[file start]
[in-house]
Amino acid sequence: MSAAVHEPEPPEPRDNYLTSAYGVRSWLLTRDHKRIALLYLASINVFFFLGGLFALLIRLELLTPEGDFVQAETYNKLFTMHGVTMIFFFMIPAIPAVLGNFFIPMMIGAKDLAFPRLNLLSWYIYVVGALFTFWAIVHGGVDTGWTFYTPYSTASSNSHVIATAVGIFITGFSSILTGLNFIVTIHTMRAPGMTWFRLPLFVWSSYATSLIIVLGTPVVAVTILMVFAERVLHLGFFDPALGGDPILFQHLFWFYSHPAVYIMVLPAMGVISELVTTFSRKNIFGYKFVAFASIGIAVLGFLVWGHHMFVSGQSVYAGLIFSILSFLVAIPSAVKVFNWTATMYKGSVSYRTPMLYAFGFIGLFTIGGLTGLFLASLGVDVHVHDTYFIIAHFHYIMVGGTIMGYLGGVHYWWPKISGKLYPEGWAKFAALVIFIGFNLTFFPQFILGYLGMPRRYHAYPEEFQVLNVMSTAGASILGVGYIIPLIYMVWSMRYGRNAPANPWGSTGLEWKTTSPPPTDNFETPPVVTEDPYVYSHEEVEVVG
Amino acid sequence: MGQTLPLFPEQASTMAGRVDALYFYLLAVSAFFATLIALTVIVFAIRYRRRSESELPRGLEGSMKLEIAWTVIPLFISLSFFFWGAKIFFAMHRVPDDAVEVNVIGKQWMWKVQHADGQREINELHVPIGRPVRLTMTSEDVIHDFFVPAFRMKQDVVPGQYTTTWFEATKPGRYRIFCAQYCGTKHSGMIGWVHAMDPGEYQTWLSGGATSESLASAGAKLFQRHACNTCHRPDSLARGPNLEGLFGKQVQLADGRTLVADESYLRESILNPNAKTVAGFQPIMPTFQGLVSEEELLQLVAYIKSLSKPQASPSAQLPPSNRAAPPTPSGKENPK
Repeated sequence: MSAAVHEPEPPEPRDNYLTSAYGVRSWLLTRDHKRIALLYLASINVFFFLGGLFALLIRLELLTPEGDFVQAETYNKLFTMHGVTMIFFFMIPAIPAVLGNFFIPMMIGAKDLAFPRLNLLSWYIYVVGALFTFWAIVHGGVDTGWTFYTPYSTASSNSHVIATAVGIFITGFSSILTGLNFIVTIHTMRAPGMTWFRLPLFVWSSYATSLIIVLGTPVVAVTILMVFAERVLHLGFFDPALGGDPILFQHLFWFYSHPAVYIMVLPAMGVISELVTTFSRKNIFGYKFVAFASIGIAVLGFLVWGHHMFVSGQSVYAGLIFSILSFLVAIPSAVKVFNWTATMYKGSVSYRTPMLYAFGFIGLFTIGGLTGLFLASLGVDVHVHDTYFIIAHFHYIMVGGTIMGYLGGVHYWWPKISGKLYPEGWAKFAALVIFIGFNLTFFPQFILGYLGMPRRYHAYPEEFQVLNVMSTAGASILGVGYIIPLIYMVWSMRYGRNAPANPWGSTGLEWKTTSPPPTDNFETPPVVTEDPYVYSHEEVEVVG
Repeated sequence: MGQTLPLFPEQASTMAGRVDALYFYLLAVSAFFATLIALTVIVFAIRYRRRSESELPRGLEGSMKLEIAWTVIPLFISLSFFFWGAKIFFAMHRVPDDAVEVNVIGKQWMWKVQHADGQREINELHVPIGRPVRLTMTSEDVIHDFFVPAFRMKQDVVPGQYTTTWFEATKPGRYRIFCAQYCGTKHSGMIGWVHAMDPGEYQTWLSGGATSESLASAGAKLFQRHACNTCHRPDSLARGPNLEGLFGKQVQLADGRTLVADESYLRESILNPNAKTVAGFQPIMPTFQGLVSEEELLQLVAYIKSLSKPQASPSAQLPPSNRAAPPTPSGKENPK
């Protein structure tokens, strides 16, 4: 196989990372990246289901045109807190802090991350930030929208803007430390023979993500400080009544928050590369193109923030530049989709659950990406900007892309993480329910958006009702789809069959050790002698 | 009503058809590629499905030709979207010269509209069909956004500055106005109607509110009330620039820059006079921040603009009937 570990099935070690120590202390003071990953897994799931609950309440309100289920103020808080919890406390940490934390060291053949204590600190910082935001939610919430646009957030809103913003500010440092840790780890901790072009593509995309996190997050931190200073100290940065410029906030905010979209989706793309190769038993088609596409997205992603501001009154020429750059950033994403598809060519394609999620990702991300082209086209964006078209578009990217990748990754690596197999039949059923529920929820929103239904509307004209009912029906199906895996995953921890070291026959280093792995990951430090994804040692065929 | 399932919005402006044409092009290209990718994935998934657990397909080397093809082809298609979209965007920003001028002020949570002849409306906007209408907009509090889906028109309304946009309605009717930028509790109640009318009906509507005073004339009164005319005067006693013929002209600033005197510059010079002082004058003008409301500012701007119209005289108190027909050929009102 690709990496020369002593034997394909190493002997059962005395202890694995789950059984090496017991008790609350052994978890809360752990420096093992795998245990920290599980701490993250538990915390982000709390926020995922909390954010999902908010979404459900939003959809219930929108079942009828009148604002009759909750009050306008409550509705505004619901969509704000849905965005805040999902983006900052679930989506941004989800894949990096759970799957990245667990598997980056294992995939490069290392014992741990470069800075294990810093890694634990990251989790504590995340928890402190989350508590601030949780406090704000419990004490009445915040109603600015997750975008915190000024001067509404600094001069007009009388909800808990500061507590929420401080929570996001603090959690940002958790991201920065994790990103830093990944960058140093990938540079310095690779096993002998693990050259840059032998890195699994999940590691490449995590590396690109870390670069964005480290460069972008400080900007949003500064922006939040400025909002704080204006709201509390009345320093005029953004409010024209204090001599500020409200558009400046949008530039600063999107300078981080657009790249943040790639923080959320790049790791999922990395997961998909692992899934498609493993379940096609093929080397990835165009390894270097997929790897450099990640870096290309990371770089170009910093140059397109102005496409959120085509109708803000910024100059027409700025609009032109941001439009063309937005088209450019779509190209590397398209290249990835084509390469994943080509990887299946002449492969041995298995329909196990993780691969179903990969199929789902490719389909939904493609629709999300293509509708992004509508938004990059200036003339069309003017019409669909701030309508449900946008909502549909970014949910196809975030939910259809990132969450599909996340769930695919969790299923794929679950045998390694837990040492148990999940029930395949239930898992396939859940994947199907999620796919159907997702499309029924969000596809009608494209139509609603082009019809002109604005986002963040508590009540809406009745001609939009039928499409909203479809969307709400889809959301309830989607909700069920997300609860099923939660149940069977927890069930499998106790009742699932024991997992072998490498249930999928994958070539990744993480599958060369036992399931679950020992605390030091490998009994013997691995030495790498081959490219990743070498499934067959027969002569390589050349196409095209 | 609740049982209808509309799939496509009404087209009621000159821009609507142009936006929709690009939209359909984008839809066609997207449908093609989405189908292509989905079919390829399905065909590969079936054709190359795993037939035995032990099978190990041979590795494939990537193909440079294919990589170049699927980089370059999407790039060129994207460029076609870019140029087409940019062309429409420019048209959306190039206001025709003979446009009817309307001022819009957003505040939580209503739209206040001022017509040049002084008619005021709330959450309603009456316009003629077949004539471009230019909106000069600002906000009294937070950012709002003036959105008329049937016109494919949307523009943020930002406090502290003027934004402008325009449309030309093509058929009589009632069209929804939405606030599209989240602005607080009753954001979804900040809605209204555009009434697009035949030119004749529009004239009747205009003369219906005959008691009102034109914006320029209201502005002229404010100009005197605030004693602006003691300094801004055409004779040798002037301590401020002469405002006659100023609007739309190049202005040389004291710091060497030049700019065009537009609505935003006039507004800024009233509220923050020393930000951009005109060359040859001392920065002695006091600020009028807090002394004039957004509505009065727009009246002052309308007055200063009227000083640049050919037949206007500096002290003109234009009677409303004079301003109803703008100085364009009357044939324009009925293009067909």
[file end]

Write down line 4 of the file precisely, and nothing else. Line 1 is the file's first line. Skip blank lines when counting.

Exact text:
Repeated sequence: MSAAVHEPEPPEPRDNYLTSAYGVRSWLLTRDHKRIALLYLASINVFFFLGGLFALLIRLELLTPEGDFVQAETYNKLFTMHGVTMIFFFMIPAIPAVLGNFFIPMMIGAKDLAFPRLNLLSWYIYVVGALFTFWAIVHGGVDTGWTFYTPYSTASSNSHVIATAVGIFITGFSSILTGLNFIVTIHTMRAPGMTWFRLPLFVWSSYATSLIIVLGTPVVAVTILMVFAERVLHLGFFDPALGGDPILFQHLFWFYSHPAVYIMVLPAMGVISELVTTFSRKNIFGYKFVAFASIGIAVLGFLVWGHHMFVSGQSVYAGLIFSILSFLVAIPSAVKVFNWTATMYKGSVSYRTPMLYAFGFIGLFTIGGLTGLFLASLGVDVHVHDTYFIIAHFHYIMVGGTIMGYLGGVHYWWPKISGKLYPEGWAKFAALVIFIGFNLTFFPQFILGYLGMPRRYHAYPEEFQVLNVMSTAGASILGVGYIIPLIYMVWSMRYGRNAPANPWGSTGLEWKTTSPPPTDNFETPPVVTEDPYVYSHEEVEVVG